Here are the TechCrunch news stories that especially caught my eye this week:
LinkedIn kills Stories
You may be shocked to hear that LinkedIn even had a Stories-like product on their platform, but if you did already know that they were testing Stories, you likely won’t be so surprised to hear that the test didn’t pan out too well. The company announced this week that they’ll be suspending the feature at the end of the month. RIP.
FAA grounds Virgin Galactic over questions about Branson flight
While all appeared to go swimmingly for Richard Branson’s trip to space last month, the FAA has some questions regarding why the flight seemed to unexpectedly veer so far off the cleared route. The FAA is preventing the company from further launches until they find out what the deal is.
Apple buys a classical music streaming service
While Spotify makes news every month or two for spending a massive amount acquiring a popular podcast, Apple seems to have eyes on a different market for Apple Music, announcing this week that they’re bringing the classical music streaming service Primephonic onto the Apple Music team.
TikTok parent company buys a VR startup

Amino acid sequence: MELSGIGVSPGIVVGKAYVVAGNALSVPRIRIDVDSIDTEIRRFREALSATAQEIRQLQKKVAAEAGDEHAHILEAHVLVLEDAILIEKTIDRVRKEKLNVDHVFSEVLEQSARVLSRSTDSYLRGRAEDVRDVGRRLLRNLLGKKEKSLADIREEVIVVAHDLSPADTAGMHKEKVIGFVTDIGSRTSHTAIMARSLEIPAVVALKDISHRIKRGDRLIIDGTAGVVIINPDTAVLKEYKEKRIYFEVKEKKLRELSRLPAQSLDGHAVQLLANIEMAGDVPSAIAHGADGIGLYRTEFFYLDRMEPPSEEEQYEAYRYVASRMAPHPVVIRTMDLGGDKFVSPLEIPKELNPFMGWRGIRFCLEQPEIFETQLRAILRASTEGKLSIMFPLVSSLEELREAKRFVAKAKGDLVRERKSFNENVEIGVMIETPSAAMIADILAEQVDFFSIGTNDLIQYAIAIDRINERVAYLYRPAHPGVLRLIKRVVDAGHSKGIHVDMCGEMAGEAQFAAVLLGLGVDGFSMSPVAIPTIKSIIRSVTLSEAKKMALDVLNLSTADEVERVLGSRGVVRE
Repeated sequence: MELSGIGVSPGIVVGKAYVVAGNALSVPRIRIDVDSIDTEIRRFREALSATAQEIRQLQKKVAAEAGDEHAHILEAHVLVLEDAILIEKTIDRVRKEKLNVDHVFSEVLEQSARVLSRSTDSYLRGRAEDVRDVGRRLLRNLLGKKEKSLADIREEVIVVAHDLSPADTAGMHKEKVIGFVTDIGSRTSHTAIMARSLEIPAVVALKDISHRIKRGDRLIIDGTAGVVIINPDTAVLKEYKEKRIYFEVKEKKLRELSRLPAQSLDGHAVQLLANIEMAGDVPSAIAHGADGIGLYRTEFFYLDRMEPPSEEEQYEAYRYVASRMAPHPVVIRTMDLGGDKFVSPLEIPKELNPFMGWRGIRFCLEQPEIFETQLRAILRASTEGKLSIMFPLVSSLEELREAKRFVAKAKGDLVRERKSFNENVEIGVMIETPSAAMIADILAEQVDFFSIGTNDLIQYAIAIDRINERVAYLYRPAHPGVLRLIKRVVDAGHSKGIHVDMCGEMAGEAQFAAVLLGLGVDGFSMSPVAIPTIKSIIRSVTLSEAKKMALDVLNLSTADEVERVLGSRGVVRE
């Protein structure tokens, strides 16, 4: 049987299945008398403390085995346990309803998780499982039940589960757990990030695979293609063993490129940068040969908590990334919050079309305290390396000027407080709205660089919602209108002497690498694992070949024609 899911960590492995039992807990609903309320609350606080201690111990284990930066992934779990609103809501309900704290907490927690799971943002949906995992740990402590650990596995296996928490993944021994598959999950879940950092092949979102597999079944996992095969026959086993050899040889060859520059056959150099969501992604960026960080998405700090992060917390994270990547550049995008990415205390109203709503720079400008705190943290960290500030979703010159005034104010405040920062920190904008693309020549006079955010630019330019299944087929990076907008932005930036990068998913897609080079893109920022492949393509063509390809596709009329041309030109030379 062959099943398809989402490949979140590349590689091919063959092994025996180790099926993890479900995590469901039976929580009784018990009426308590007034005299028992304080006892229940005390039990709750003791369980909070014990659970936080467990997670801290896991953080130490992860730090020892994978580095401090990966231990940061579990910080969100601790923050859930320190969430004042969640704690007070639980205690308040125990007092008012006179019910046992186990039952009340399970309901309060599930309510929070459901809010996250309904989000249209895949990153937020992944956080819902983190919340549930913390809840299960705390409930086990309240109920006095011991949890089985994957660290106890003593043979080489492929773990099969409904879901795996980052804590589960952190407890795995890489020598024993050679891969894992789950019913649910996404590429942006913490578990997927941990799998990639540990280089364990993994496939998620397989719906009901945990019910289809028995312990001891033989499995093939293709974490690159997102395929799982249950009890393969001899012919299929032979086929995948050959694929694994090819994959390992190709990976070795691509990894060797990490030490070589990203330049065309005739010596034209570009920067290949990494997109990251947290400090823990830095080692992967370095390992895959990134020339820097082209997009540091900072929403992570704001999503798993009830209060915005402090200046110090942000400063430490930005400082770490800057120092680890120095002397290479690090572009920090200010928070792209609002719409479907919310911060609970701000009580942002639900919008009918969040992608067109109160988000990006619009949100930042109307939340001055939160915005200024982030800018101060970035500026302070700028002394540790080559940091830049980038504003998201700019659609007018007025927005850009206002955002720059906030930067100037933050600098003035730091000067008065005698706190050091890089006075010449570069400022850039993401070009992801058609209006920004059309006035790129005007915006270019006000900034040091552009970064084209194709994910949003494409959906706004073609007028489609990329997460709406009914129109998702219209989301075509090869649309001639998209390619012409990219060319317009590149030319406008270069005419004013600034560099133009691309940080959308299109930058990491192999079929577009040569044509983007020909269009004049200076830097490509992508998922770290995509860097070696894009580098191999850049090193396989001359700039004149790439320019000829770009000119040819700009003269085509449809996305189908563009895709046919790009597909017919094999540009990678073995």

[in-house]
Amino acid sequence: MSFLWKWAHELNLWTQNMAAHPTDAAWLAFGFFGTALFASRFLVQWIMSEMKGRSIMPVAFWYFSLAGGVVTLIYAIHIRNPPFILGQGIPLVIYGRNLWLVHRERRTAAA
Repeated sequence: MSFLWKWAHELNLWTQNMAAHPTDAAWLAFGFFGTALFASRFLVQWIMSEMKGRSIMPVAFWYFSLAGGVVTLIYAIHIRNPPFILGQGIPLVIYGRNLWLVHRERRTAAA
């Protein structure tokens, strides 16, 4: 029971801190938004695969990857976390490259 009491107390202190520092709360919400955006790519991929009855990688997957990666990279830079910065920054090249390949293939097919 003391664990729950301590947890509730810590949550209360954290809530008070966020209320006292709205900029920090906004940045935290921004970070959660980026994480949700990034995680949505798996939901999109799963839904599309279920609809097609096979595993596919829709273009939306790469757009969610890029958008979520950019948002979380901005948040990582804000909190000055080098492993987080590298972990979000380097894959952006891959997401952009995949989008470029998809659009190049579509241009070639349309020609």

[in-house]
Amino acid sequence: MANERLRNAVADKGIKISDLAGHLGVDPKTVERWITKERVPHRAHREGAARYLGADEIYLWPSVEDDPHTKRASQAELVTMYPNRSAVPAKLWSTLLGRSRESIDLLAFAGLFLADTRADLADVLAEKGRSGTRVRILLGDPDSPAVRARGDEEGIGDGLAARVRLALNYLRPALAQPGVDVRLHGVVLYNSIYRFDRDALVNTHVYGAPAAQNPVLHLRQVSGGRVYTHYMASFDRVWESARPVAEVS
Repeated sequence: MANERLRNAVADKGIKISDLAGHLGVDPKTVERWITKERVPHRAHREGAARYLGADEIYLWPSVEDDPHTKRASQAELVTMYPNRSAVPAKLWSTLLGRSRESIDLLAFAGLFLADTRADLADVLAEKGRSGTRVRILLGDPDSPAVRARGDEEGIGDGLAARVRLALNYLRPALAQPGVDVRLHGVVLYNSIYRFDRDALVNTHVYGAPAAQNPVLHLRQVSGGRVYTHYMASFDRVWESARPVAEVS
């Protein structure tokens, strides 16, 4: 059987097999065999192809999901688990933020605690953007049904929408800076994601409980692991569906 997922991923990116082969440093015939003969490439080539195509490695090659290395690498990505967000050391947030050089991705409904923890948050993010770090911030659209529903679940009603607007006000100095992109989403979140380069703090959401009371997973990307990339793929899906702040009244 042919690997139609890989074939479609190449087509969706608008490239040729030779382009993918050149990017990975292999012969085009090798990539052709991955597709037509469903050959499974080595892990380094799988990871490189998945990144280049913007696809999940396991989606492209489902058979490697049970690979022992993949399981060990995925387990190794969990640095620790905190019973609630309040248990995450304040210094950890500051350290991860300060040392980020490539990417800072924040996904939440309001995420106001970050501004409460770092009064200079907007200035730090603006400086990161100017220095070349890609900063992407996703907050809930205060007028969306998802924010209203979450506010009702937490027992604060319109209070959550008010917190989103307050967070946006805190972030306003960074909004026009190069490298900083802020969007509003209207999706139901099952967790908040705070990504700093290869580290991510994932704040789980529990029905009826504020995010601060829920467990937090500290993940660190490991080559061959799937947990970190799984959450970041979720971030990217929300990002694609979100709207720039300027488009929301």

It isn’t a huge secret that ByteDance and Facebook have been trying to copy each other’s success at times, but many probably weren’t expecting TikTok’s parent company to wander into the virtual reality game. The Chinese company bought the startup Pico which makes consumer VR headsets for China and enterprise VR products for North American customers.
Twitter tests an anti-abuse ‘Safety Mode’
The same features that make Twitter an incredibly cool product for some users can also make the experience awful for others, a realization that Twitter has seemingly been very slow to make. Their latest solution is more individual user controls, which Twitter is testing out with a new “safety mode” which pairs algorithmic intelligence with new user inputs.
Some of my favorite reads from our Extra Crunch subscription service this week:
Our favorite startups from YC’s Demo Day, Part 1
“Y Combinator kicked off its fourth-ever virtual Demo Day today, revealing the first half of its nearly 400-company batch. The presentation, YC’s biggest yet, offers a snapshot into where innovation is heading, from not-so-simple seaweed to a Clearco for creators….”